What to Do If Foreclosure is Killing Your Credit

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By Deanna Templeton

Foreclosures can do a number on your credit report, even for years after they happened. With the Great Recession causing an upheaval in the housing market and many homeowners behind on payments, the aftermath of foreclosures is still a reality for many Americans today. One reader wrote to Credt.com asking for help with a foreclosure on her credit report:

My home has been foreclosed but the second mortgage is still showing an outstanding balance on my credit report — should that be? How do I remove this? I expect “foreclose” status to remain for 7 years but not the amount. Am I right?

When a bank or mortgage lender forecloses on a mortgage, the loan will typically be reported as a “foreclosure” or “foreclosed” in your credit report. However, just because the mortgage has been foreclosed doesn’t necessarily mean the outstanding balance is automatically wiped out. Typically, credit reports with a foreclosed mortgage will show the entire outstanding balance, so the way the first mortgage is being reported is actually accurate and can’t be removed until it reaches the 7-year expiration timeline.

Foreclosure and Deficiency Balances

Foreclosure laws vary by state, but typically when a home goes into foreclosure the bank or mortgage lender will then attempt to sell the home to recover their losses. If the sale price of the home doesn’t cover the outstanding debt, the remaining amount may be considered a “deficiency.” Depending on your state laws, the lender may legally be able to attempt to collect on the deficiency amount or they may report the deficiency as “income” to the IRS if the debt is forgiven. This means you could end up receiving a 1099 (showing the forgiven deficiency as income) at the end of the year.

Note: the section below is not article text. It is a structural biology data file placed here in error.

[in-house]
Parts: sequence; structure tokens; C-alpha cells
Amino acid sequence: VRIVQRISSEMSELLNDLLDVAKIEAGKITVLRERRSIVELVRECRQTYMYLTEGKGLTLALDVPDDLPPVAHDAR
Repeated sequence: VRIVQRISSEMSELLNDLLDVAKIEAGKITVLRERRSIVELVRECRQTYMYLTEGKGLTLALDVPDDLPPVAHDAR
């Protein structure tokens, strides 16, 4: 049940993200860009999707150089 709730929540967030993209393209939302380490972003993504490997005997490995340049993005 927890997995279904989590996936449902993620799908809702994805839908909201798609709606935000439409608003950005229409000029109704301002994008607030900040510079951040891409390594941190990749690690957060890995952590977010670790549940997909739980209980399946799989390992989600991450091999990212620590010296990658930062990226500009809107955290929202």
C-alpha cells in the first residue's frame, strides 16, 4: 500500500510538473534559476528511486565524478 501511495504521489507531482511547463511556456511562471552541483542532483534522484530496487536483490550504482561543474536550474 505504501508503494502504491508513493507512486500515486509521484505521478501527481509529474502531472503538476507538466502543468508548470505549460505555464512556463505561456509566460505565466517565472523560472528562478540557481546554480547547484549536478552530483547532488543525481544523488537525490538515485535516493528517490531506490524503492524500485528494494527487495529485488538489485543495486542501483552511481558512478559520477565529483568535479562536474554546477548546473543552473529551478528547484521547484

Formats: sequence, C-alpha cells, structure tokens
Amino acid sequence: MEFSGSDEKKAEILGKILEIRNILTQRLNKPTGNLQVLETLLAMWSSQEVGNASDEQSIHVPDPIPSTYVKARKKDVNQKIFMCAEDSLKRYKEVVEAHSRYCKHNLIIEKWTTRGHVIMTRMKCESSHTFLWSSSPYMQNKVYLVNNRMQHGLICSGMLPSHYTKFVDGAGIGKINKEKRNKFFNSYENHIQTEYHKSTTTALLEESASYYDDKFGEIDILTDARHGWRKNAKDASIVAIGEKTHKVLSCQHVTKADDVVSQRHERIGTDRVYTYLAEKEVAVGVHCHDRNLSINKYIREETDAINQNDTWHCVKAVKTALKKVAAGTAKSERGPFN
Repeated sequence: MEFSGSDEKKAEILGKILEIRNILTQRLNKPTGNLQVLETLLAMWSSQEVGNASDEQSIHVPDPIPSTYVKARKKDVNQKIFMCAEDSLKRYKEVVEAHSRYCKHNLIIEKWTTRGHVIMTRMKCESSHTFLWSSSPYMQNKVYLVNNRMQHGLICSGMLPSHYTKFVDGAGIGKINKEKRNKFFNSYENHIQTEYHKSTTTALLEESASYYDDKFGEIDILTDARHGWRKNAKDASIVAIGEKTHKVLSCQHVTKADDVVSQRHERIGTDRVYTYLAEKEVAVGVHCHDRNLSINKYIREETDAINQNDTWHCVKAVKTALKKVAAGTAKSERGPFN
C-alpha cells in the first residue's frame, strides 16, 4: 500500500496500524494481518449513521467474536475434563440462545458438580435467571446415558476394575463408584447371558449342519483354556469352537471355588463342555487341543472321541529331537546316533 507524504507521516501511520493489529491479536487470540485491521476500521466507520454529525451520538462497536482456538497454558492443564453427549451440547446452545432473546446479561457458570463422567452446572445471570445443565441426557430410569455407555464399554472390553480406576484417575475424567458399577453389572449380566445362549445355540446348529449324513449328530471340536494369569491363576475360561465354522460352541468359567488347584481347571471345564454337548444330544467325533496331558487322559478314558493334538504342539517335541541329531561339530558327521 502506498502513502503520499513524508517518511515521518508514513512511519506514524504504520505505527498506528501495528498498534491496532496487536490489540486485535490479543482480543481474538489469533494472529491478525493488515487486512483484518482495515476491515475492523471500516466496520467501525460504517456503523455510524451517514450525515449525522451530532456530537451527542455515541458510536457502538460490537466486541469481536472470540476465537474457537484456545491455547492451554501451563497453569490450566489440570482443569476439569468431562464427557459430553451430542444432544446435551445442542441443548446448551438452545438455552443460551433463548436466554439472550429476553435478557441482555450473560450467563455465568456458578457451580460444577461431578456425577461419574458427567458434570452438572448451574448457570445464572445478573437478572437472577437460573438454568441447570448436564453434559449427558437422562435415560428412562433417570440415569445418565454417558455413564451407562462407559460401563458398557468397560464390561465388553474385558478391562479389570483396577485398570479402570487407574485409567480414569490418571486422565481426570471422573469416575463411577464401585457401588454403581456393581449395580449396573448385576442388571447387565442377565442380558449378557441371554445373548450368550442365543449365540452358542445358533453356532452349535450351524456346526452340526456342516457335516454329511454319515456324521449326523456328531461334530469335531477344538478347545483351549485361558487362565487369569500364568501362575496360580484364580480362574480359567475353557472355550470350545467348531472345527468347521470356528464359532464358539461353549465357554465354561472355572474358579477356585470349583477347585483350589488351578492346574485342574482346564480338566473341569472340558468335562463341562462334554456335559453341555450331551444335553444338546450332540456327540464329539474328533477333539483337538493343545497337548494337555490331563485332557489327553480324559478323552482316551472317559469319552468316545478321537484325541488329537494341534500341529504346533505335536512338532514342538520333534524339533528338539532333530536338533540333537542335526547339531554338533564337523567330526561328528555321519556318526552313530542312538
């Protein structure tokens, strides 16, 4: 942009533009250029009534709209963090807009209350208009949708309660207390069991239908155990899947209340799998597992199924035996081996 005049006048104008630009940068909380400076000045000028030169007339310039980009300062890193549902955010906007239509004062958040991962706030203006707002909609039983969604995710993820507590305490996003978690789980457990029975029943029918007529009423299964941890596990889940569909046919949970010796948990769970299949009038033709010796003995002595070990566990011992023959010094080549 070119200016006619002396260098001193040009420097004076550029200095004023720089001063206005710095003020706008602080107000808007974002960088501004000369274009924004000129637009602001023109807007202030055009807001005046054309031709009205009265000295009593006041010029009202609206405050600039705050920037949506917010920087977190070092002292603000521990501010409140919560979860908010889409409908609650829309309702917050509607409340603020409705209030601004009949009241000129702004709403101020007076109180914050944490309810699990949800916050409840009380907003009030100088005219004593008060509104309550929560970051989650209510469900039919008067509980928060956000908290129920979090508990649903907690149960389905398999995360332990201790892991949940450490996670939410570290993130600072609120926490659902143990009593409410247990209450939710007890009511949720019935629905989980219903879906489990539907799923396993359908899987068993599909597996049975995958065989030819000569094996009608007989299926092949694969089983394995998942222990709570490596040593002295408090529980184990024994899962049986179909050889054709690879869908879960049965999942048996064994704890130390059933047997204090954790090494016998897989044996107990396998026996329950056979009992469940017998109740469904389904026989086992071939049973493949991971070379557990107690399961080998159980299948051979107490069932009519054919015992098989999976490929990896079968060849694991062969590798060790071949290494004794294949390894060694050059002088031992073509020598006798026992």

Foreclosure and Second Mortgages

A second mortgage is separate from the first mortgage, and even though the first mortgage was foreclosed, the second is not automatically included in the first mortgage’s foreclosure. This means the second mortgage will continue to be reported and the outstanding balance will remain. The second mortgage will not show “foreclosed” because it’s a separate loan and not part of the original/first mortgage, unfortunately. For more detailed information about foreclosures, second mortgages, deficiency balances and your rights, here are a few resources that will provide much more detail:

Underwater? Negotiating a Settlement On a Second Mortgage
Understanding Your Foreclosure Rights: A Consumer Law Review
1099-A In the Mail? How to Avoid Taxes on Cancelled Debt from Foreclosure or Short Sale
Foreclosure vs. Short Sale: What’s Worse for Your Credit?

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